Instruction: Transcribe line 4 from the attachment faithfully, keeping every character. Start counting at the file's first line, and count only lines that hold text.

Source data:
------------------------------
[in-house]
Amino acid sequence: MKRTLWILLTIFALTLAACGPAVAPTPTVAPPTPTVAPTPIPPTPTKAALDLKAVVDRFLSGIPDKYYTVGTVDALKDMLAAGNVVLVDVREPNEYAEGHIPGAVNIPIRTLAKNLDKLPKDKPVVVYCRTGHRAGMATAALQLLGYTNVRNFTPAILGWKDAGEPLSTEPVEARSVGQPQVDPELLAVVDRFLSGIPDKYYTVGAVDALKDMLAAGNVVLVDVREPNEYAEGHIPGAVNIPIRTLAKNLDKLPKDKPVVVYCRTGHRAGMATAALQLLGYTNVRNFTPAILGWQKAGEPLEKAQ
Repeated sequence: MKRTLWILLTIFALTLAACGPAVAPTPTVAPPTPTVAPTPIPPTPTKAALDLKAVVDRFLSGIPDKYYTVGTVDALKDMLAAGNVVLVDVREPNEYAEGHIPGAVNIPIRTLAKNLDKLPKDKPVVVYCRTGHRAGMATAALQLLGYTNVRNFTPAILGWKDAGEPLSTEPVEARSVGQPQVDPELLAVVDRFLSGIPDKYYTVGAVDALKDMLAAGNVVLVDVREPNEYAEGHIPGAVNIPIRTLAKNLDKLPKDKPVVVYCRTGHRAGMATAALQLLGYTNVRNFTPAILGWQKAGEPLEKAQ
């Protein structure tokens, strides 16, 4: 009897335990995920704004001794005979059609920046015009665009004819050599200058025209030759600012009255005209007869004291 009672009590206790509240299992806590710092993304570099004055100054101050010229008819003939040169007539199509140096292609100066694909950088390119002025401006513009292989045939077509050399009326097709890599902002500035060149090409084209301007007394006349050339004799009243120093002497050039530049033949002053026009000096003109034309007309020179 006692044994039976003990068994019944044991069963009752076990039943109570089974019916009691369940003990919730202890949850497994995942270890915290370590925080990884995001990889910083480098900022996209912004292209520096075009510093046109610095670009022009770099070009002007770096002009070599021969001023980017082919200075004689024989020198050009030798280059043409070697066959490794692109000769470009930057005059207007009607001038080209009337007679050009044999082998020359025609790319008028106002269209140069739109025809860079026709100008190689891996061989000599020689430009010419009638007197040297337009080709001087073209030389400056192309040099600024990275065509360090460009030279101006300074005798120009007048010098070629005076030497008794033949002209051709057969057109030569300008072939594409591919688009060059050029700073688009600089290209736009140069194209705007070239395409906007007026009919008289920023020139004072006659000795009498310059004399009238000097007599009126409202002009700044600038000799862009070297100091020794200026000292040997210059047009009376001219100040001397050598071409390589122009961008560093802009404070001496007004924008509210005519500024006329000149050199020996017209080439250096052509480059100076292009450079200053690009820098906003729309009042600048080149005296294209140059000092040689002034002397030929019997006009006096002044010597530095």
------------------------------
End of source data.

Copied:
């Protein structure tokens, strides 16, 4: 009897335990995920704004001794005979059609920046015009665009004819050599200058025209030759600012009255005209007869004291 009672009590206790509240299992806590710092993304570099004055100054101050010229008819003939040169007539199509140096292609100066694909950088390119002025401006513009292989045939077509050399009326097709890599902002500035060149090409084209301007007394006349050339004799009243120093002497050039530049033949002053026009000096003109034309007309020179 006692044994039976003990068994019944044991069963009752076990039943109570089974019916009691369940003990919730202890949850497994995942270890915290370590925080990884995001990889910083480098900022996209912004292209520096075009510093046109610095670009022009770099070009002007770096002009070599021969001023980017082919200075004689024989020198050009030798280059043409070697066959490794692109000769470009930057005059207007009607001038080209009337007679050009044999082998020359025609790319008028106002269209140069739109025809860079026709100008190689891996061989000599020689430009010419009638007197040297337009080709001087073209030389400056192309040099600024990275065509360090460009030279101006300074005798120009007048010098070629005076030497008794033949002209051709057969057109030569300008072939594409591919688009060059050029700073688009600089290209736009140069194209705007070239395409906007007026009919008289920023020139004072006659000795009498310059004399009238000097007599009126409202002009700044600038000799862009070297100091020794200026000292040997210059047009009376001219100040001397050598071409390589122009961008560093802009404070001496007004924008509210005519500024006329000149050199020996017209080439250096052509480059100076292009450079200053690009820098906003729309009042600048080149005296294209140059000092040689002034002397030929019997006009006096002044010597530095």